Zeolites are a subclass of tectosilicates, the largest class of minerals, comprising 75% of the Earth’s crust. Zeolites are microporous aluminosilicates though a number of other microporous silicates (borosilicates, germanosilicates) may also be included given their structural similarity and applications in materials science. There are approximately 200 known zeolite phases and the synthesis of new zeolites is an ongoing challenge. However the Al:Si ratio, as well as the possibility of aliovalent doping, dramatically increases the number of unique materials. The first zeolite was realized by Axel Cronstedt in 1756 when he observed steam evolve from the mineral stilbite upon heating.
Chemically the base molecular formula for zeolites is SiO2, however, aluminum substitution is ubiquitous resulting in a formula, MxAlxSi(1-x)O2•nH2O. Both the aluminum and silicon sites are considered tetrahedral to a first order approximation and the charge balancing metal sites are typically Na+, Ca2+, Mg2+, Ti4+, and or course simply H+.
Generally six membered silicated rings (6r) and smaller are considered inaccessible to all but the smallest gasses. Eight-membered rings (8r) and larger are needed to catalyze reactions of organic building blocks like benzene. Common and industrial relevant structure types are listed. A formal and comprehensive account of zeolite structures can be found in the Database of Zeolite Structures and the Atlas of Zeolite Framework Types.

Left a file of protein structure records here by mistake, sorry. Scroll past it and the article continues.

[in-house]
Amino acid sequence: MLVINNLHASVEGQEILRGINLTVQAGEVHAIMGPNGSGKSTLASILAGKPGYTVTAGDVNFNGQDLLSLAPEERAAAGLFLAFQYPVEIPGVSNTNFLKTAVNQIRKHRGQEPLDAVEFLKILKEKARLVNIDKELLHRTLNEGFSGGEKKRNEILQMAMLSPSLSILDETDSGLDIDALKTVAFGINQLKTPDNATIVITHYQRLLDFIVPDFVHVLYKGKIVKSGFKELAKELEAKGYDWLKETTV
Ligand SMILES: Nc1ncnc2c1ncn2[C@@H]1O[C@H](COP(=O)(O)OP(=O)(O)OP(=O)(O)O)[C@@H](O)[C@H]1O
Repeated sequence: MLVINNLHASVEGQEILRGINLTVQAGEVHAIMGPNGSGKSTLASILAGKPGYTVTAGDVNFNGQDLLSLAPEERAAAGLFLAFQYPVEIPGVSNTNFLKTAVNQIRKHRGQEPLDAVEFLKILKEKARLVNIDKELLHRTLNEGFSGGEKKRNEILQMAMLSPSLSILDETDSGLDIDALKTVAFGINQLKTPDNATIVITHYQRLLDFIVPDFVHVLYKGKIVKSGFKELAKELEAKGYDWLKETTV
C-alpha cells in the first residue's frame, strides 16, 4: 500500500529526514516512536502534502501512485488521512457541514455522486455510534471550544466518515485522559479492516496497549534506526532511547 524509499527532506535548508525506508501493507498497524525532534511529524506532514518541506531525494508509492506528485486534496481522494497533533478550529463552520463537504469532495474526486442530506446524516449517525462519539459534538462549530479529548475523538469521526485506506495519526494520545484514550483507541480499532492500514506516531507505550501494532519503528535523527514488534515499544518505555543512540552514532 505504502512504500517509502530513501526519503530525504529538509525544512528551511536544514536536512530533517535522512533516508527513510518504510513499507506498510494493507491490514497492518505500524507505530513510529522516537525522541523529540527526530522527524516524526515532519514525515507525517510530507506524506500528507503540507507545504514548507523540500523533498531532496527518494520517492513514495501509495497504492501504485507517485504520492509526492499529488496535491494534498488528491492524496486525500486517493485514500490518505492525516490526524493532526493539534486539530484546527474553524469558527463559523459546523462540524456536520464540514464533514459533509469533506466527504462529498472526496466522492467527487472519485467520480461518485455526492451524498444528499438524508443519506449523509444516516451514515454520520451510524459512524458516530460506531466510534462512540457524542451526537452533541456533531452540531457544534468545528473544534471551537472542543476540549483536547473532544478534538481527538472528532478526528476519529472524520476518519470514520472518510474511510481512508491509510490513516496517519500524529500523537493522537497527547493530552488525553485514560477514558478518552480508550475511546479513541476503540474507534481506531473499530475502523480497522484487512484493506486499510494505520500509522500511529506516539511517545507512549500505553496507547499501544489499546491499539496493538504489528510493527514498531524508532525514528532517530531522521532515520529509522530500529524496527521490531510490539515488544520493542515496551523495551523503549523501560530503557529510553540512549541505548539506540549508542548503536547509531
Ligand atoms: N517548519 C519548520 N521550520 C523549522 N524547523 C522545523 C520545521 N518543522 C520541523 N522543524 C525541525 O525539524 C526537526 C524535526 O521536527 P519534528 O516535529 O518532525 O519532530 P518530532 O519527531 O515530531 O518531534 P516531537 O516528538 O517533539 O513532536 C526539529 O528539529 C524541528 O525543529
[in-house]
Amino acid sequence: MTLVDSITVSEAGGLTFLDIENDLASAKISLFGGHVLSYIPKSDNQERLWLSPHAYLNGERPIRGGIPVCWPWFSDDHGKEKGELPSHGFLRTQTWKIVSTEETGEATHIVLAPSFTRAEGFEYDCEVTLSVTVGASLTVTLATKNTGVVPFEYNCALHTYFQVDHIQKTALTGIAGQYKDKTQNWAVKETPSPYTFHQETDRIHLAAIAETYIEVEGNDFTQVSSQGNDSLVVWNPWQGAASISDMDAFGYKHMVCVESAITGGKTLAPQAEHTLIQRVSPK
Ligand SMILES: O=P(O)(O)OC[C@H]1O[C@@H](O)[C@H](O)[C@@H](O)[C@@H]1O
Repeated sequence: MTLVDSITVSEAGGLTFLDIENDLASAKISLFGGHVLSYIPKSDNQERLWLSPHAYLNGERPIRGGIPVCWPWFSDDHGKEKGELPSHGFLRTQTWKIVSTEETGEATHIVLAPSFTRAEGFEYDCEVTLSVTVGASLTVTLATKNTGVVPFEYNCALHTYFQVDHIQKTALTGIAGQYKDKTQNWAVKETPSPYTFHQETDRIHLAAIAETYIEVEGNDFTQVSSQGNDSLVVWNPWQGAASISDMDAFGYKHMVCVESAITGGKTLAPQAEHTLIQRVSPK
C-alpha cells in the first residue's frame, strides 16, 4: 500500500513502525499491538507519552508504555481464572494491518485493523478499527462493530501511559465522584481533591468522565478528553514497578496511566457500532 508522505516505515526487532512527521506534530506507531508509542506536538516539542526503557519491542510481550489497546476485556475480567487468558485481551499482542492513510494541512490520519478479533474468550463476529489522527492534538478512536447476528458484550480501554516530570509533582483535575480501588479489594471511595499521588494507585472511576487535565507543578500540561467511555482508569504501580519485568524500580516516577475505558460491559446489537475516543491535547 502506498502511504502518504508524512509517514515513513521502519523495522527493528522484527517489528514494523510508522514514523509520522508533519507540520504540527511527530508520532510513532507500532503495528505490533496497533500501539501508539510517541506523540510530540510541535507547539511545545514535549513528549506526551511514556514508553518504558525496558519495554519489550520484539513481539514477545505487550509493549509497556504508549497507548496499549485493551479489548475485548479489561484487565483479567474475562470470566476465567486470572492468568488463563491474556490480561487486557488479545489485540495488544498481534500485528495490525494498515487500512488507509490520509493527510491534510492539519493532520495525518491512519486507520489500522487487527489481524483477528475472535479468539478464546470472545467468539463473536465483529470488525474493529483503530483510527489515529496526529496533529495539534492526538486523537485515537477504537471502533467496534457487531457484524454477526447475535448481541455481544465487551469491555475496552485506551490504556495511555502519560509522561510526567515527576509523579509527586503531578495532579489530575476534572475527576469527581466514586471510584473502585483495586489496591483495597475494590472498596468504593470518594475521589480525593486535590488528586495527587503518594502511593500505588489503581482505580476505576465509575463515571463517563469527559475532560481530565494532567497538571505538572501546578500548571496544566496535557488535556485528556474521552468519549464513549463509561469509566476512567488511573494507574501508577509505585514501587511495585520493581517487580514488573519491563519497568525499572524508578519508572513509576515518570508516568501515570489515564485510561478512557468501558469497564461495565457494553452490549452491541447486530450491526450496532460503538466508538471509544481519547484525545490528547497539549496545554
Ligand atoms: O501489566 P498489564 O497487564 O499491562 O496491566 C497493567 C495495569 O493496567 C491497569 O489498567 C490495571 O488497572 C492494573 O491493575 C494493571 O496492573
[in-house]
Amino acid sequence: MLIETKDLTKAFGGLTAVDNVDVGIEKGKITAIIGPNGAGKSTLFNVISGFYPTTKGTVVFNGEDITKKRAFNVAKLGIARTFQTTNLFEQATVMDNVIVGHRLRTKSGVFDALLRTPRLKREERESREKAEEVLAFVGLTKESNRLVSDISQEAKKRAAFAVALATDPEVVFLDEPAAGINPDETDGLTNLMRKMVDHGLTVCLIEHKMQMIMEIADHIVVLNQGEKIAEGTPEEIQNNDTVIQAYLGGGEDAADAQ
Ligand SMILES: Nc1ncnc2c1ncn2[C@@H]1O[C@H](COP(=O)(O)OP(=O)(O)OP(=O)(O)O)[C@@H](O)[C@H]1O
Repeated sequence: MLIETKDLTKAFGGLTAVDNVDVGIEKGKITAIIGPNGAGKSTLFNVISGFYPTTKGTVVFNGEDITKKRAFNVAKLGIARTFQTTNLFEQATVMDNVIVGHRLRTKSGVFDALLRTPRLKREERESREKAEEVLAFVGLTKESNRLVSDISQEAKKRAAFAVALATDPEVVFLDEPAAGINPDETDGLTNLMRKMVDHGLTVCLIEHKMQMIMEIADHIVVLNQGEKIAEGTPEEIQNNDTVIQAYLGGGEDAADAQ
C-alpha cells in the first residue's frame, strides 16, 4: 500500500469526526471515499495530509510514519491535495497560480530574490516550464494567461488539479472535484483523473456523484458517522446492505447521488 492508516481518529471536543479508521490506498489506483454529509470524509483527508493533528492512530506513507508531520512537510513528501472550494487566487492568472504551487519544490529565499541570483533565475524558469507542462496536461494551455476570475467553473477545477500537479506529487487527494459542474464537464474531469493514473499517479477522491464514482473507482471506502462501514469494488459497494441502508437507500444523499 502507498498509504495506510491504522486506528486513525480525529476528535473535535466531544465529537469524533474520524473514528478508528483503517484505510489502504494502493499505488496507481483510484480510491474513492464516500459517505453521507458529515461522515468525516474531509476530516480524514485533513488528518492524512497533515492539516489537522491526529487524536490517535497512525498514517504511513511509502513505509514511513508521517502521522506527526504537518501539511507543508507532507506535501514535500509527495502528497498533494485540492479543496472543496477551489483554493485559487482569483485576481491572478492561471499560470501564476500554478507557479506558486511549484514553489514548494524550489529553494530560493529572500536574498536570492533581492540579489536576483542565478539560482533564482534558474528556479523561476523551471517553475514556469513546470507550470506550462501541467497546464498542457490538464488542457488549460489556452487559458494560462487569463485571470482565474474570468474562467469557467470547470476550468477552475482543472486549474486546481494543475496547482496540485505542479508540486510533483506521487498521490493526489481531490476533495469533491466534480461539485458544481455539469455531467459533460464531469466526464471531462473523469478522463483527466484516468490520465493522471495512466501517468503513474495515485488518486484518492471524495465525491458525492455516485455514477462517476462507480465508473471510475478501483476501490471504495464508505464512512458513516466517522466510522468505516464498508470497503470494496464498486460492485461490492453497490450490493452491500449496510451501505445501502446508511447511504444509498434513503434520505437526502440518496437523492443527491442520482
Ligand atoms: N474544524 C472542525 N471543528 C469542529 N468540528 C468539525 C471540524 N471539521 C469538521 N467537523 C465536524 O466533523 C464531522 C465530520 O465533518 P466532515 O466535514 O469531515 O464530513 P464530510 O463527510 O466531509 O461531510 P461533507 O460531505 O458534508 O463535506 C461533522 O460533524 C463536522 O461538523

Essential and Industrially Relevant Zeolites:
Sodalite, Linde Type A (first synthetic zeolite), Faujasite, ZSM-5, Chabazite, Mordenite, Stilbite (first discovered zeolite), Tschernichite (BEA), MFI
As a general rule the thermodynamic stability of zeolites can be expressed in terms of its relative stability to quartz. Quartz has a framework density of 30.7 T-sites per 1000 Å3. Likewise, porosity is best described by pore volume of the largest guest that can be accommodated by the lattice. Values calculated for a variety of Zeolite frameworks are given.